PDA

View Full Version : The needs of the Air Force...



Shadowless
03-25-2013, 06:35 PM
I am currently in Korea and I am going to apply to have my follow on canceled. I love Korea and I want to move to another assignment in Korea after my current assignment is up. One of the boxes ask me to give a reason on why I want to cancel my follow on and how it will benefit the needs of the Air Force.

I was wondering if anyone could give me some good suggestions on what to type in the box, I have 4,000 words or less to fill in and I am having writers block like never before. If anyone has any good advice or words please let me know. I know by staying in Korea I would save the Air Force time, money and training but other then that I am drawing a blank.

Thank you very one in advance for your help.

JD2780
03-25-2013, 06:59 PM
I am currently in Korea and I am going to apply to have my follow on canceled. I love Korea and I want to move to another assignment in Korea after my current assignment is up. One of the boxes ask me to give a reason on why I want to cancel my follow on and how it will benefit the needs of the Air Force.

I was wondering if anyone could give me some good suggestions on what to type in the box, I have 4,000 words or less to fill in and I am having writers block like never before. If anyone has any good advice or words please let me know. I know by staying in Korea I would save the Air Force time, money and training but other then that I am drawing a blank.

Thank you very one in advance for your help.

Figure out the cost of PCS'ing yourself to another base then bringing somebody else in. You'd be saving money in a very fiscally constrained time. Or you can say because Chuck Norris said so.

Shadowless
03-25-2013, 07:48 PM
Figure out the cost of PCS'ing yourself to another base then bringing somebody else in. You'd be saving money in a very fiscally constrained time. Or you can say because Chuck Norris said so.

Great tip, thanks.

Robert F. Dorr
03-25-2013, 07:54 PM
I am currently in Korea and I am going to apply to have my follow on canceled. I love Korea and I want to move to another assignment in Korea after my current assignment is up. One of the boxes ask me to give a reason on why I want to cancel my follow on and how it will benefit the needs of the Air Force.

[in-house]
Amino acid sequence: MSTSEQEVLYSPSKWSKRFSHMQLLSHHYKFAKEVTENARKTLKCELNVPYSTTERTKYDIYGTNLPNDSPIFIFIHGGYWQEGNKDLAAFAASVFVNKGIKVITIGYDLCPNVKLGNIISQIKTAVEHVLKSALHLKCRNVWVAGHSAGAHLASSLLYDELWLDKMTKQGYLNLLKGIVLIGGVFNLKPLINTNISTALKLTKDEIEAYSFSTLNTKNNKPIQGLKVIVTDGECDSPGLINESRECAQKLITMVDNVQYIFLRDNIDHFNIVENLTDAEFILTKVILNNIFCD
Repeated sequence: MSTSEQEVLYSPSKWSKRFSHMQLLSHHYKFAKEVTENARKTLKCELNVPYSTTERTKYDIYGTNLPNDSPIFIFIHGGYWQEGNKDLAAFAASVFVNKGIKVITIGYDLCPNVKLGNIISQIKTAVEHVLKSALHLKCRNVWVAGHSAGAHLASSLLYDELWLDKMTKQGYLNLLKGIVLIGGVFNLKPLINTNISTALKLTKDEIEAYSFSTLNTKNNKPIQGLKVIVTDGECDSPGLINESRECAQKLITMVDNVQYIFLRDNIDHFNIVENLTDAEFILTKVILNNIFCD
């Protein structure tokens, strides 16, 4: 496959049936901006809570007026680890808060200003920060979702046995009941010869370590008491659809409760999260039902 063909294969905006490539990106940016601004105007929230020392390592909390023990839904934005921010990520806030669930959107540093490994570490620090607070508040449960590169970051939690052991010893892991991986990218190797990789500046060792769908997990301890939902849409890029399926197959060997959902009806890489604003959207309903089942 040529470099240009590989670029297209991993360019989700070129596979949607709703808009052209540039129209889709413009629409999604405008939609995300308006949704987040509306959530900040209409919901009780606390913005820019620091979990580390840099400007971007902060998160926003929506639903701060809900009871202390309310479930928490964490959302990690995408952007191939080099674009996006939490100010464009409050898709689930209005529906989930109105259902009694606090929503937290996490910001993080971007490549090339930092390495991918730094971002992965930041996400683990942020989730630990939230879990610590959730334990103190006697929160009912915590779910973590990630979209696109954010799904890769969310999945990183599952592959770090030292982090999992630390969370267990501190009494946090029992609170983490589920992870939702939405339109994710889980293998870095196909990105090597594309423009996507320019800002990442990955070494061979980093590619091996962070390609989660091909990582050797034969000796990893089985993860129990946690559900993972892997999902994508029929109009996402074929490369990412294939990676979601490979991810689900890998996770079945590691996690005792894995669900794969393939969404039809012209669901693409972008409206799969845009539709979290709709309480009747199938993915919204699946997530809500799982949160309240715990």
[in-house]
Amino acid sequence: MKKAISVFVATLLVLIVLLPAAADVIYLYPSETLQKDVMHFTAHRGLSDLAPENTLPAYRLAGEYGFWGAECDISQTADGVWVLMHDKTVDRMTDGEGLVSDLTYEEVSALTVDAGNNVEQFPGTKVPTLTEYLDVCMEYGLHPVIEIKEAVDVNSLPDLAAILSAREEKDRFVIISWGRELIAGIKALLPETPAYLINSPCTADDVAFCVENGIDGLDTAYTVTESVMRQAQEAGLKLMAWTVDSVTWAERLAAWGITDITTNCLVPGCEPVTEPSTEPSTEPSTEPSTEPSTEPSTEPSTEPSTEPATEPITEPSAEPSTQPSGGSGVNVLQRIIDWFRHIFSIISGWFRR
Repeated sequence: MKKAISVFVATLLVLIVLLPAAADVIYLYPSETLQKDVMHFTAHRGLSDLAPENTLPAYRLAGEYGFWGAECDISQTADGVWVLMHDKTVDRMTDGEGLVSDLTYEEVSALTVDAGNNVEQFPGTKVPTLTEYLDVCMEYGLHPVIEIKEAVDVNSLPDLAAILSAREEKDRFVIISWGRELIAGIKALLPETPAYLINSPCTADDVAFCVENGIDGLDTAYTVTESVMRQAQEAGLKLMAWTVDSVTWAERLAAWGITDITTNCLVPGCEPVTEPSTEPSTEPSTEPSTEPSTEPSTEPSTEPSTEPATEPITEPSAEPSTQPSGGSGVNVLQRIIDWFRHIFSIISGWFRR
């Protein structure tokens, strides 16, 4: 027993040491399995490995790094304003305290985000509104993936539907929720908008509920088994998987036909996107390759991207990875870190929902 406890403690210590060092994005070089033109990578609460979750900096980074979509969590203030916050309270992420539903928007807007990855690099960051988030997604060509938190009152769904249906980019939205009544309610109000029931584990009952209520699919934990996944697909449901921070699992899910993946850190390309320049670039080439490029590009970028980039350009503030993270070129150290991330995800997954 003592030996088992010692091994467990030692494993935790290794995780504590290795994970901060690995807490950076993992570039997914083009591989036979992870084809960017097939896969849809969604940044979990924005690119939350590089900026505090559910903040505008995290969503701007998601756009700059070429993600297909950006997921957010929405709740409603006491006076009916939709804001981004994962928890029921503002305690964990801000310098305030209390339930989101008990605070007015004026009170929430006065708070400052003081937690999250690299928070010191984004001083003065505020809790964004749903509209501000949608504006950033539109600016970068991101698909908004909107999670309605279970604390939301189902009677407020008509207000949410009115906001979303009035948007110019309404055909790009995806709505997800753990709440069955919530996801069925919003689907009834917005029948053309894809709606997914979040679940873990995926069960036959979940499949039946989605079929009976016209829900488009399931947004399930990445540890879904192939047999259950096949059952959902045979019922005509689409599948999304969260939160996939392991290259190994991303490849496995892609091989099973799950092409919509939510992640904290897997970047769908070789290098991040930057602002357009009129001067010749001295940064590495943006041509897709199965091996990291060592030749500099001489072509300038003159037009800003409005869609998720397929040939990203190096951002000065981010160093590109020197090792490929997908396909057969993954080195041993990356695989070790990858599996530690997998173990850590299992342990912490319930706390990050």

I was wondering if anyone could give me some good suggestions on what to type in the box, I have 4,000 words or less to fill in and I am having writers block like never before. If anyone has any good advice or words please let me know. I know by staying in Korea I would save the Air Force time, money and training but other then that I am drawing a blank.

Thank you very one in advance for your help.

The catch is, your boss doesn't really benefit simply because an action benefits the Air Force. If you're really going to use up 4,000 words, be sure to put your main points in the first couple of sentences. In fact, your first sentence should summarize everything to follow. Be sure to use short paragraphs. Maybe it might be okay, in addition to savings in money, time, and effort, to say something modest about your own sense of well-being.

Shadowless
03-25-2013, 07:58 PM
The catch is, your boss doesn't really benefit simply because an action benefits the Air Force. If you're really going to use up 4,000 words, be sure to put your main points in the first couple of sentences. In fact, your first sentence should summarize everything to follow. Be sure to use short paragraphs. Maybe it might be okay, in addition to savings in money, time, and effort, to say something modest about your own sense of well-being.

Thanks for the advice, I was also going to be honest and say how much I love Korea and that by moving to another location in Korea I would help the Air Force by gaining new experience but also keeping the continuity of have already serving in Korea for a year.

OtisRNeedleman
03-25-2013, 08:05 PM